Good News, Bad News
Though there's some question if one should ever celebrate a deficit, the country's deficit is expected to decline to $506 billion this year, the Congressional Budget Office said Wednesday. And its 2.9 percent of gross domestic product is within traditional ranges of the last 40 years. That's good news.
That's the lowest the deficit has been since fiscal 2007, before the country fell into recession, when it came in at $160.7 billion.
The country can thank Republicans for forcing President Obama's hand in 2011 to make more than $2 trillion in spending cuts over the following decade to help forge lower deficits, but because little came from entitlement programs, the deficits are not expected to fall significantly more over the next decade.
However, the CBO also said the economy would grow only 1.5 percent this year, a shocking 42 percent lower than the 2.6 percent the administration predicted just last month. That's bad news.
Unemployment, the budget estimate said, would remain under 6 percent into the future. That's good news. However, that's mainly because many people are employed in part-time jobs when they'd like full-time jobs and because so many have stopped looking for work. That's bad news.
Because so many people have jobs, though, consumer confidence rose to a seven-year high this month -- for the second straight month. They believe jobs are available, gas prices fell recently and the stock market is at all-time highs. That's good.
But consumer confidence doesn't translate to spending as retail sales were flat in July. That's bad.
We'd love to believe the good news will dominate going forward, but the crystal ball doesn't indicate that. As the Affordable Care Act's ramifications hit more and more people -- and many are learning some of the bad news from their insurance companies this month -- it is likely to sink consumer confidence, cause some companies to restructure how they hire and and keep spending flat (or worse).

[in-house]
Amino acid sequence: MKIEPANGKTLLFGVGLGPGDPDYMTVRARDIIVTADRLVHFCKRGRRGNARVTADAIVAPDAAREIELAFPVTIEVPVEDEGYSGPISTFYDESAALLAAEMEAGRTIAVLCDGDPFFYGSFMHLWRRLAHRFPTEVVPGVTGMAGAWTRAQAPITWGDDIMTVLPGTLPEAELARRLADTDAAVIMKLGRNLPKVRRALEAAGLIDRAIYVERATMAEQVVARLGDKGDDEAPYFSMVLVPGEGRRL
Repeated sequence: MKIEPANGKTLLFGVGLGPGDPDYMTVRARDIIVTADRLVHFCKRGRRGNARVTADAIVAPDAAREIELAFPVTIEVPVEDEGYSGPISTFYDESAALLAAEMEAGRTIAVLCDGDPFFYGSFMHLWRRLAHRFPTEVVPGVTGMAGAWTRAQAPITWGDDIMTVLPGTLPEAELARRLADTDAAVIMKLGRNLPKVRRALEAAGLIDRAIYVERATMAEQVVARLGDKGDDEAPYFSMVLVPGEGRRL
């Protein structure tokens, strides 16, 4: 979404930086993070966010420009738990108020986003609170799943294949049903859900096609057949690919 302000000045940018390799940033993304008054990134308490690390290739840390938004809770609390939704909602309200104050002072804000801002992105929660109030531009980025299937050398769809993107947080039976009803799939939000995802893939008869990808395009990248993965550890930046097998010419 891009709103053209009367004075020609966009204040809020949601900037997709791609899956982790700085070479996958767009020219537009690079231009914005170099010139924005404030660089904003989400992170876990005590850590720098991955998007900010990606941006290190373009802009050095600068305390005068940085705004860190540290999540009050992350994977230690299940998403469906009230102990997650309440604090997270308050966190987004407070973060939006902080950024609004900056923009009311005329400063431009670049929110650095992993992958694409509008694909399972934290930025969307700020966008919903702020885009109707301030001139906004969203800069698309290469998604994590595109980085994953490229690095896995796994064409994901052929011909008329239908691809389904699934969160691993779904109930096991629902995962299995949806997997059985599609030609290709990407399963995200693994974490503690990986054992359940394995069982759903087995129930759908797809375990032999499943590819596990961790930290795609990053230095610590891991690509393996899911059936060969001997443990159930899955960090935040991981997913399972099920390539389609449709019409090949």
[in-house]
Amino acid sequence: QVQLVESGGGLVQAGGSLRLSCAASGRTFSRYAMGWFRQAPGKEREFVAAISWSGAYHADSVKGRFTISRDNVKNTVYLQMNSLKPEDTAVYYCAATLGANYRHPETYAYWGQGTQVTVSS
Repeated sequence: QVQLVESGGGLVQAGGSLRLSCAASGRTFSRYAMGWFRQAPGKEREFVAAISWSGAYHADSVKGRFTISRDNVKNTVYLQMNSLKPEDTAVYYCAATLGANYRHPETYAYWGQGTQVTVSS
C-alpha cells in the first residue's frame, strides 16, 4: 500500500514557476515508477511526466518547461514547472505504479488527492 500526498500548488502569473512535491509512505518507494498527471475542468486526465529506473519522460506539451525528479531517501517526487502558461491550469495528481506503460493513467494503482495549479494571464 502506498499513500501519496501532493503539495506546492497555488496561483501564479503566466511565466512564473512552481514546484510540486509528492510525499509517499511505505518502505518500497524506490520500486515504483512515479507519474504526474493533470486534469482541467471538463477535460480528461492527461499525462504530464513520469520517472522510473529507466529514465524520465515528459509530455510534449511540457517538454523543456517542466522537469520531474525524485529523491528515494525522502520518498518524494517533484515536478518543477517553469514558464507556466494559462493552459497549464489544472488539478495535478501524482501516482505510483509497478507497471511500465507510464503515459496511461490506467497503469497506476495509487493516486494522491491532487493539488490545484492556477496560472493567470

Putting The Eww In Uzi
Dads (and moms, probably) have been taking little Johnnys -- perhaps as young as 9 -- hunting for years, having taught them gun and hunting safety beforehand. But when did parents start allowing little Susies -- as young as 9 -- to practice with submachine guns on firing ranges?
The recent tragedy of a 9-year-old girl accidentally shooting a firing-range instructor in White Hills, Ariz., invites all kinds of questions and should force even the most rabid gun fan to ask if more people using more guns in more places is the right strategy.
The parents of the child were all in on the child's instruction, but why would a young girl need to know how to handle, much less use, an Uzi? Indeed, what, if ever, is the proper age for a child to learn how to use an Uzi?
Gun proponents may argue -- and they'd be right -- that the world is meaner and that lawbreakers will have guns no matter what. Little Susie, they might argue, may need to defend herself if someone breaks in when she's home alone after school.
What does it say, though, if arming her is the first solution?
Gun proponents may want no restriction on the use of any firearm by anyone, but it's surely not too restrictive to suggest some guns (most guns?) should be off limits to children. Even Tennessee's gun-happy General Assembly members would agree to that ... wouldn't they?
Book Thrown At Librarians
Chattanooga Public Library Executive Director Corinne Hill, the Library Journal's 2014 Librarian of the Year for her work in the Scenic City, has been criticized in a city auditor's probe, and two of her new executives have been reported to the state for suspected fraud.
City Auditor Stan Sewell's report shows Hill was doubly reimbursed for airfares, apprised of overages of more than $1,000 last winter but has not paid them back. Meanwhile, Assistant Library Director Nate Hill, no relation to the director, and System Administrator Meg Backus were reported to the state comptroller's office after they took multiple paid speaking and consulting jobs while being paid by the local library. Backus also was accused of making false statements to auditors and destroying relevant documents.
The library board is expected to look into the charges and determine any action at its meeting next week, but the probe is nothing to be swept under the stacks.
Corinne Hill, who was given a salary of $31,000 more than the previous executive director and whose salary was the sixth highest among city employees when she was hired in 2012, said in previous interviews her position was "about the work" and opined that library employees need to be smart about spending money.
Indeed, they do -- all of them.